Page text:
While Pauly D from the Jersey Shore may have coined the word twinning, VWC actually is. Virginia Wesleyan is home to at least five twins, some of whom have come to school together and others who decided to part ways.
“We both thought that 18 years was a long time together. We wanted to go out and find our own friends and identities.” said junior Nathan Johnson, who decided to go to a different school than his twin brother Nathaniel. “We probably wouldn’t run in the same social circles. I’m the more preppy type, and he’s more of a thug,” says Nathan, who is a member of Phi Kappa Tau and the cheerleading squad.
For Nathan and Nathaniel, going to colleges three hours away from each other is a positive. They get to see one another, but the space they get has let them grow more as individuals.
“We’ll probably keep the distance, but only like three hours max,” Nathan said about his post-graduation plans. “I’d like to stay here and he’ll probably stay in Richmond.”
The Ladyman twins, Brooke and Taylor, decided to both choose Virginia Wesleyan for a couple of different reasons.
“Because we do everything together, and I would miss [Taylor] way too much,” Brooke said.
Going to the same college is not the only activity the Ladyman twins do together. They are both members of Sigma Sigma Sigma, are in the same classes and have the same job as lifeguards in the Batten Center.
“It just makes things easier. We only have to buy one set of books, we always have a partner and we always have someone there” said Taylor.
Another set of twins that made Virginia Wesleyan their home, are the Asburys. Both Lindsey and Nicki decided to come to VWC after being recruited for soccer, and even though Nicki decided not to come back.
“When we were in school together, we were inseparable the first three years,” Lindsey said. “We played soccer together, ate together, went out together. We did not go out without the other because we felt safer.”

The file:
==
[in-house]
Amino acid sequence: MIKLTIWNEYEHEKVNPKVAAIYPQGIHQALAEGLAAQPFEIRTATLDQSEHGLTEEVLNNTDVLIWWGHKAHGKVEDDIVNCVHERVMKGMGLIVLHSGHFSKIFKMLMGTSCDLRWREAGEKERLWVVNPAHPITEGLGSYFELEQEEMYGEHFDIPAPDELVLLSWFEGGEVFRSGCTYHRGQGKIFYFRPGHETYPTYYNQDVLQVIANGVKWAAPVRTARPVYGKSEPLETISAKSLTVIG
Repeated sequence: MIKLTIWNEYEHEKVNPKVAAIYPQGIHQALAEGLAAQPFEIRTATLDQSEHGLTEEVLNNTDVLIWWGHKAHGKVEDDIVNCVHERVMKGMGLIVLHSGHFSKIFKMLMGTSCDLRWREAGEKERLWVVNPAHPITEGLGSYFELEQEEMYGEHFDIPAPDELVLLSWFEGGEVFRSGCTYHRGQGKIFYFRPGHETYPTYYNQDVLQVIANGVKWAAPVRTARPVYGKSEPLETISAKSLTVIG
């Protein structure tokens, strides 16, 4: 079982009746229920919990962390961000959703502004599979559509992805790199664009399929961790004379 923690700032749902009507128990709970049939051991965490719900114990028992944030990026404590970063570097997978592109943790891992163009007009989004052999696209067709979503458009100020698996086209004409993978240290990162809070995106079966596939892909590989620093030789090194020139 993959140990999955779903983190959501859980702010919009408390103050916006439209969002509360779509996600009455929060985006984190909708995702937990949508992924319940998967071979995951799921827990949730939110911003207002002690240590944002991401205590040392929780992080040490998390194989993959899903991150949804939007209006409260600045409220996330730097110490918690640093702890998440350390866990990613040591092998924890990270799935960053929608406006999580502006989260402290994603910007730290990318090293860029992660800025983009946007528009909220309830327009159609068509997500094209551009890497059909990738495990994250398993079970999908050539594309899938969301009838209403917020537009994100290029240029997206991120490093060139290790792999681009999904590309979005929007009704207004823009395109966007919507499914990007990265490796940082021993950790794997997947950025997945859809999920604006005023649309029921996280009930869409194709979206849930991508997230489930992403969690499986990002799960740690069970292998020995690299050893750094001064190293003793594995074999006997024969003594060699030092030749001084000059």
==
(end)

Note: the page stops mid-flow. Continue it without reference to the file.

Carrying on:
This inseparability was not a new thing either, growing up they were extremely close and didn’t go anywhere without each other.
“I absolutely miss Nicki now that she is gone,” Lindsey commented about not living together anymore. “I live with Tom Caskey and a few other roommates now, which means I don’t see her every day. I talk to her every day, but it is definitely not the same as hanging out with her.”
After graduation though, these four twins don’t plan on straying far from their other halves. For some, a bit of space is needed, but for others, they will stick together forever.
It’s on mobile devices, it’s on computer screens, and it even creeps its way into television. With such a dominating presence, do ethics play a role in social media in today’s society? This past weekend five students found out by participating in the Virginia Foundation for Independent College’s Ethics Bowl at Randolph College in Lynchburg, Virginia.
Charles Krauser, Shelby St. Gelais, Brendan O’Donoghue, Don Lawrence, and Philip Smith represented VWC in a tough weekend of debates against fourteen of the top independent colleges in Virginia. The topic for this year’s debate was the ethics and social media.
“The team did an incredible job,” said sophomore president of the debate team Charles Krauser. “We didn’t take home a trophy, but we only have three weeks to prepare. We were a team of five competing against schools that have a team comprised of five from dozen or so students that compete for a spot on the competing team. They practice year round and are required to take a class or participate in an independent study to even be considered for a spot. I am incredibly proud of the work we did.”
The team won rounds with Sweet Briar College, last year’s second-place winner and the University of Richmond. Their performance was admirable, but they did not win rounds with Washington and Lee University, who came in second this year, and Randolph College, this year’s host. Hampden-Sydney College took the trophy. The losses were narrow, and it was reported by our team that the judges appeared torn and conflicted when it came time to announce winners.
“It was a phenomenal experience,” said Krauser. “There were priceless networking opportunities and I met a lot of incredible people. It was honestly one of the most incredible opportunities I have ever had through this school. It has really strengthened my pride in the college.”
The Ethics Bowl team is looking for new members and plans on staging debates twice a month. If interested, contact the faculty advisor, the Professor of Communication Dr. Kathy Merlock Jackson or Debate Team President Charles Krasuer.